Posted: Wednesday 6th May 2020 by Emyr MWT

Telyn has her first ever returnee offspring back in the UK

Late last night I got a message from Dr. Tim Mackrill. He'd received an email from the Chairman of the Hampshire Ornithological Society, Keith Betton.

They have an osprey near Kingsclere, Hampshire with a blue ring, right leg, Blue KS6.

It's Dinas!!!

Do you have any pictures I asked... "oh, yes" said Keith....

Dinas in Hampshire on 5th May 2020                                         ©Shane King


Doesn't he look fantastic?

Dinas is the youngest of three - Alys and Helyg being his older sisters; he hatched on the Dyfi on 3rd June 2018, he's back in the UK a month short of his second birthday. To date, Dinas is the only 'runt' (Bobby Bach) of a clutch of three we've seen return, i.e the youngest of three. However, he wasn't really a runt, he was well fed, he was strong and was independent from an early age.

In fact, 2018 was a record year in terms of shortest hatching spans for any three-egg clutch. Despite there being six days between laying the first and third egg, it took only 1.6 days for all three to hatch.

This is Telyn's 'delayed incubation' strategy at work. Today, for the first time, we can say it has been highly effective.

Here are all the other returnees, now SIX in all (in black bold outline):

(thanks, Vicky)

It's hard to gauge eye colour from one photo, but one thing is clear.... Dinas has very dark underwings - just like his Dad, Monty.

Dinas, despite being the youngest, fledged quite early at 50.1 days old; that's a day and half younger than the average for Dyfi males.


Dinas migrated slightly earlier than the average for males too - again, by around a day and a half: 87 days versus 88.5 days.



This is where Dinas was yesterday. There is a Rutland female with an empty nest (Blue CJ7) on the English coast at Poole Harbour. If only we could tell Dinas to turn around, he's not that far away...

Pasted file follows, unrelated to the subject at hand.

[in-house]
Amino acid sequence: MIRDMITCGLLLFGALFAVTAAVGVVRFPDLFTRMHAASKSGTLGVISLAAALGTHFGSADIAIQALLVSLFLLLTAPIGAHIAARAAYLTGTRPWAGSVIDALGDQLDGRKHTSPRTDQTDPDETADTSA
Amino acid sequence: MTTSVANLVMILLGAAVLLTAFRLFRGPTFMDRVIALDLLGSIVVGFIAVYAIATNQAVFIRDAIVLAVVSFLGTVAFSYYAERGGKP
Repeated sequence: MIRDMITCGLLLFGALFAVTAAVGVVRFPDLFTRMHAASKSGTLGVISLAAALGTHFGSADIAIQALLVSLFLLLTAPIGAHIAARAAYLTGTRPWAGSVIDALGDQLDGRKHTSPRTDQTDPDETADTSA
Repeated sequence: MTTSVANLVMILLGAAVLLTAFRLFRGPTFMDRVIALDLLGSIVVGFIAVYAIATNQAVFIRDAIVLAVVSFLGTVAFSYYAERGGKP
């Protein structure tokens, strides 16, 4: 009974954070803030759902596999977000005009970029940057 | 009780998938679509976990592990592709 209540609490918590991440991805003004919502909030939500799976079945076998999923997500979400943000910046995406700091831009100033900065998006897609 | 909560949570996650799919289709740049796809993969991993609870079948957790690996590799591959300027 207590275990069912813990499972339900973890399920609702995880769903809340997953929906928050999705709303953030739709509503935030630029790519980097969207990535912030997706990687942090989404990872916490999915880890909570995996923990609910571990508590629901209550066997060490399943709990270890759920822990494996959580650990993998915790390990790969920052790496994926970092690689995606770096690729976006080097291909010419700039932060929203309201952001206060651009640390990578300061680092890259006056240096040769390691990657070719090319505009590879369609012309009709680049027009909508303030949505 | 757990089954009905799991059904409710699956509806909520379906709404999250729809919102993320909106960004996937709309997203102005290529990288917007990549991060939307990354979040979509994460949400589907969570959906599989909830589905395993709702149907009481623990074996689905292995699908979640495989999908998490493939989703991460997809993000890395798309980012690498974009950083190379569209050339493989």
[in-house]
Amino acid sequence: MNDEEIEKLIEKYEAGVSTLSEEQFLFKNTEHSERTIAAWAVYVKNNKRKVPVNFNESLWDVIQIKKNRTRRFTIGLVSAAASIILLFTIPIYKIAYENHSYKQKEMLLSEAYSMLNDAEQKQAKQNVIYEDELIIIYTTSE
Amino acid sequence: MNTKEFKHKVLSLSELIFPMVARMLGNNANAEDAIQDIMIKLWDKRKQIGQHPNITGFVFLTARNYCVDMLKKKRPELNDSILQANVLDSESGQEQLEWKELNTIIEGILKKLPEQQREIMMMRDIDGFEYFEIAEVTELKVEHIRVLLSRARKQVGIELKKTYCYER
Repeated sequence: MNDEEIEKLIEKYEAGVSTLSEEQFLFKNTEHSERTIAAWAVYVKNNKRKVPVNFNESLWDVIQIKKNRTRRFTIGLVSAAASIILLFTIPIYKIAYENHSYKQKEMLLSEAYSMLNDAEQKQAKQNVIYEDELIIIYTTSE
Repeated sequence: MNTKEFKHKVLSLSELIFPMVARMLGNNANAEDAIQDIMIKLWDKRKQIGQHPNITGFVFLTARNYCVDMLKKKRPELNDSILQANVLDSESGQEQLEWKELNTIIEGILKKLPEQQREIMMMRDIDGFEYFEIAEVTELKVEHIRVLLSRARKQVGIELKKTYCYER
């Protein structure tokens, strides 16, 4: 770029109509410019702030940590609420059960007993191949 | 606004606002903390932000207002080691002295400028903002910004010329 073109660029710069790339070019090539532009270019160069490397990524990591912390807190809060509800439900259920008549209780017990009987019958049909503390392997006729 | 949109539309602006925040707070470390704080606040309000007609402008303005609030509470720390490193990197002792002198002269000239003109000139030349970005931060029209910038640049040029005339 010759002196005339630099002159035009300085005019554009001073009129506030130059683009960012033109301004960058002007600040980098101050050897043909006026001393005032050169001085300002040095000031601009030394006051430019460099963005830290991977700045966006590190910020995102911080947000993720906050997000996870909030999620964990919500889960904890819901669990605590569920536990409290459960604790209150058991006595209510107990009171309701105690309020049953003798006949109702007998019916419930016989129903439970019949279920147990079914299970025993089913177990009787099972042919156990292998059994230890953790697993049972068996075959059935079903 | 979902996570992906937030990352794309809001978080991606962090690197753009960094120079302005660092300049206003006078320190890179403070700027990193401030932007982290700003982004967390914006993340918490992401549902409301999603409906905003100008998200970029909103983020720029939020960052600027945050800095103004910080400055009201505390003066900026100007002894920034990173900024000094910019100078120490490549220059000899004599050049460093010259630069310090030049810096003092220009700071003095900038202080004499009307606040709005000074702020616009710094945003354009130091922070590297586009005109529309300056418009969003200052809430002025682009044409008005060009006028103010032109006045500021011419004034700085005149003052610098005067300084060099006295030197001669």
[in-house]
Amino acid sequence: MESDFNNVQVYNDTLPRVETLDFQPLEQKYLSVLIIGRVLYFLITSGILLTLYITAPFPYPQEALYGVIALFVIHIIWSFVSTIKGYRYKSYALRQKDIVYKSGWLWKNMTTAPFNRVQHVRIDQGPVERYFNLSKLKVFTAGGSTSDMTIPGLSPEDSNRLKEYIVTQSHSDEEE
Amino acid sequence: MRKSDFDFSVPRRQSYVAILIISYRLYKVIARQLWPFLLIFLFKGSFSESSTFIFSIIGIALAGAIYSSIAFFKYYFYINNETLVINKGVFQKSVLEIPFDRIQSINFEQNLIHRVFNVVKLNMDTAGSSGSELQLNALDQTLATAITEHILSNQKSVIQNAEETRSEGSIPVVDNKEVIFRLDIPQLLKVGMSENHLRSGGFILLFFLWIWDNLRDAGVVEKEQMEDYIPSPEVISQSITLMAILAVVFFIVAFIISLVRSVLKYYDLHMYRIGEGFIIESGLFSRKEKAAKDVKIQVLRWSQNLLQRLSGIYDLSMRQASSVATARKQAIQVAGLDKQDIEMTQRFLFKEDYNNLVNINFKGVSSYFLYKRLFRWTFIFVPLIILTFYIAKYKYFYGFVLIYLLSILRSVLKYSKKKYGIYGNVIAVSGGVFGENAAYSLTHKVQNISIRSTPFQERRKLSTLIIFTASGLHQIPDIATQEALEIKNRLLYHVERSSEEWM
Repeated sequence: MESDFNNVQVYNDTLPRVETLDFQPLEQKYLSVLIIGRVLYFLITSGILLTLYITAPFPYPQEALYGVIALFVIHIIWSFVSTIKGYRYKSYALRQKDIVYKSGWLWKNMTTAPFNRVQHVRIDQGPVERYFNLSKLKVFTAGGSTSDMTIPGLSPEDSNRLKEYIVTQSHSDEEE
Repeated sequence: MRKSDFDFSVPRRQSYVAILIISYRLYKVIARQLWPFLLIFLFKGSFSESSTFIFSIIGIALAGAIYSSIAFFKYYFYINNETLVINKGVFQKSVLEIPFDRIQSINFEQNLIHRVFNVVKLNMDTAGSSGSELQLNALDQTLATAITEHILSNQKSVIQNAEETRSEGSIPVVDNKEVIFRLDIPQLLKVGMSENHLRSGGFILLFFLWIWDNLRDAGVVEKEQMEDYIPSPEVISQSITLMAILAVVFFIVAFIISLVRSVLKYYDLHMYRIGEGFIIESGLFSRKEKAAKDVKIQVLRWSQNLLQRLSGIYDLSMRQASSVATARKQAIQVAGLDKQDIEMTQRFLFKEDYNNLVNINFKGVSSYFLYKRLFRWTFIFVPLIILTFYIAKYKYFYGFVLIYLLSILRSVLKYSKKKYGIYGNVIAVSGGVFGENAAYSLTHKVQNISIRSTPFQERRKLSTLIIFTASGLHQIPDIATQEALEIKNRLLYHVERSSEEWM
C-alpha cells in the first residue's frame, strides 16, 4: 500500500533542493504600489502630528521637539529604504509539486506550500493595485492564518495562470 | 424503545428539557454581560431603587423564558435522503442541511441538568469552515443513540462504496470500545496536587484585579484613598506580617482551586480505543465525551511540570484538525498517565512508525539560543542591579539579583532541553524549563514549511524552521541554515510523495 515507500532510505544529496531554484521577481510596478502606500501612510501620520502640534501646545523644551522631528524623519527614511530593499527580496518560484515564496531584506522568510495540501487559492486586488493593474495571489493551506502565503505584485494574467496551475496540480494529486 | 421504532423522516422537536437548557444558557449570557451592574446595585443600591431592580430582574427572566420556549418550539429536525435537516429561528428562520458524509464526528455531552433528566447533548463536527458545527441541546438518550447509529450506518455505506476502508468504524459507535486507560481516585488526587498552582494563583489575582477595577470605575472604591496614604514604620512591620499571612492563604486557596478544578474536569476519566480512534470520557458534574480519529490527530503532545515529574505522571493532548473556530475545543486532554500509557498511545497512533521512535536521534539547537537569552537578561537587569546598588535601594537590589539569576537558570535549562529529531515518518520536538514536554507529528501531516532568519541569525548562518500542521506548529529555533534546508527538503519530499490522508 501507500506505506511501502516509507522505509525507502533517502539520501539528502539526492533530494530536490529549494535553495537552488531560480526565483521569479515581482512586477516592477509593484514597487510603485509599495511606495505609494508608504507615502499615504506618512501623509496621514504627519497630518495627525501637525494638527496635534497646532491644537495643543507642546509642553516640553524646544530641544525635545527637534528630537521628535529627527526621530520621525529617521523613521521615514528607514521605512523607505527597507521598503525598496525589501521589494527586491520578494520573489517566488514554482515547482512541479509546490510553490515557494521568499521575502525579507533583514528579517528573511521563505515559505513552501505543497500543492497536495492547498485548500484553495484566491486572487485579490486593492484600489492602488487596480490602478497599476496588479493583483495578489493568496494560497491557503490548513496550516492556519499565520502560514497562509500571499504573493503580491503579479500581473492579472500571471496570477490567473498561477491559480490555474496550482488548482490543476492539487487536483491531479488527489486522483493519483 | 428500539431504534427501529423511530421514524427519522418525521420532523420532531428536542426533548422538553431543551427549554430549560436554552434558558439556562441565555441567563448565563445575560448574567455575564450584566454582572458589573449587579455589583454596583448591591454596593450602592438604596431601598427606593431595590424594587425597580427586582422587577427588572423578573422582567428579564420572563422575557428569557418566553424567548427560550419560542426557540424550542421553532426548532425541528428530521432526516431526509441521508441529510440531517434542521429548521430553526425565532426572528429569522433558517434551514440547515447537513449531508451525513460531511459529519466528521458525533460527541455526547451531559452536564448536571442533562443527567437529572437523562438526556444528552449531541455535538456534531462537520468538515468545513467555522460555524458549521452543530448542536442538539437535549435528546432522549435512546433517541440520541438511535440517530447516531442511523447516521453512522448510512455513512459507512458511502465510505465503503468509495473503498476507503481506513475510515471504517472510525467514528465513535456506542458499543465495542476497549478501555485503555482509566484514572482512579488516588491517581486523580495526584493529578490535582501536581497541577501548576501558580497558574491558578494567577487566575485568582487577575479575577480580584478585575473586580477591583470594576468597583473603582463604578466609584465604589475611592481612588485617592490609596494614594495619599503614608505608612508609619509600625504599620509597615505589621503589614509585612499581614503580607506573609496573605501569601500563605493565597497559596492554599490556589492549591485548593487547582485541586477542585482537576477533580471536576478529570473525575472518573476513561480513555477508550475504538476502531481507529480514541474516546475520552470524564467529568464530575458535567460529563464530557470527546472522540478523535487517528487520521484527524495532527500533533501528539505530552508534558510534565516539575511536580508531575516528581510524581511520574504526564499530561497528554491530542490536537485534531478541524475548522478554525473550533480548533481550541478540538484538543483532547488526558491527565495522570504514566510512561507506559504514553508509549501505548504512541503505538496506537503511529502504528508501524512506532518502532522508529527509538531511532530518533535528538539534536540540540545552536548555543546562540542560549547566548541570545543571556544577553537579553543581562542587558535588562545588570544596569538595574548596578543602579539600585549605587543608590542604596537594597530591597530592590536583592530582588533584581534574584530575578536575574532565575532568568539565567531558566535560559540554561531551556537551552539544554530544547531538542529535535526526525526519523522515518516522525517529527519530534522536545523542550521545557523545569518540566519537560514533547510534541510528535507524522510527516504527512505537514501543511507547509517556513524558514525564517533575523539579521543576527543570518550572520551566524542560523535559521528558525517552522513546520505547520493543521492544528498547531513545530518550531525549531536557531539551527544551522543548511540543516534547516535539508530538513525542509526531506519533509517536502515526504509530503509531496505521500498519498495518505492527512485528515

Bobby Bach Bonus

Right, bear with me here...

Between the Glaslyn nest (breeding from 2005 - present) and Dyfi (2011 - present), there have been only seven occasions where we've had a full set of three chicks and they all survived to migration age AND one or more of those three have been subsequently spotted back in the UK as an adult.


  • 2008 - White YC (Glaslyn: 2nd of 3 chicks)
  • 2009 - White 91 (Glaslyn: 3rd of 3 chicks)
  • 2012 - Blue 80 (Glaslyn: 2nd of 3 chicks)
  • 2014 - Blue 9C and 8C (Glaslyn: 1st and 3rd of 3 chicks)
  • 2015 - Merin (DOP: 1st of 3 chicks)
  • 2017 - Aeron (DOP: 1st of 3 chicks)
  • 2018 - Dinas (DOP: 3rd of 3 chicks)

So, that's eight birds that have returned from three-chick broods that survived until migration age. Of these:

37% have been the first chicks hatched

25% have been the second chick hatched

37% have been Bobby Bachs - the third chick hatched


A small sample size I know, but at least this tells us, to some degree anyways, that the third chick, the Bobby Bach from each clutch, does not seem to be disadvantaged in a significant way.

We have to remember, however, that the ecological rules of engagement are different in a small recovering population like the one we have in Wales. The results could be a lot different in a more normalised and saturated osprey population where competition pressures will be greater.


And Finally

So far, six DOP offspring have been re-spotted as adults - out of a possible 19 (up to 2018, the 2019 birds won't be back until 2021).

That's a return rate of 32%, so around one bird in three.

However, these are just the birds we know about, and it's only the first week in May still. Will we see our first two-chick returnees this year, two from the same clutch?

Astonishingly, Dinas is the 5th male out of a possible nine to have returned. The return rate now is 56% (at least) for the males.

A small sample I know, but to get 56% (at least) of our male birds back is off the charts.

C'mon girls, it's your turn next...

Dinas diving in a lake in Hampshire yesterday                                         ©Shane King

Many thanks to Tim, Keith, Tony Cross for ringing our birds every year, photographer Shane King and, of course, all those volunteers that helped protect those three precious eggs back in May 2018.

Here is your reward.

Dinas (right) next to his sister Alys in 2018


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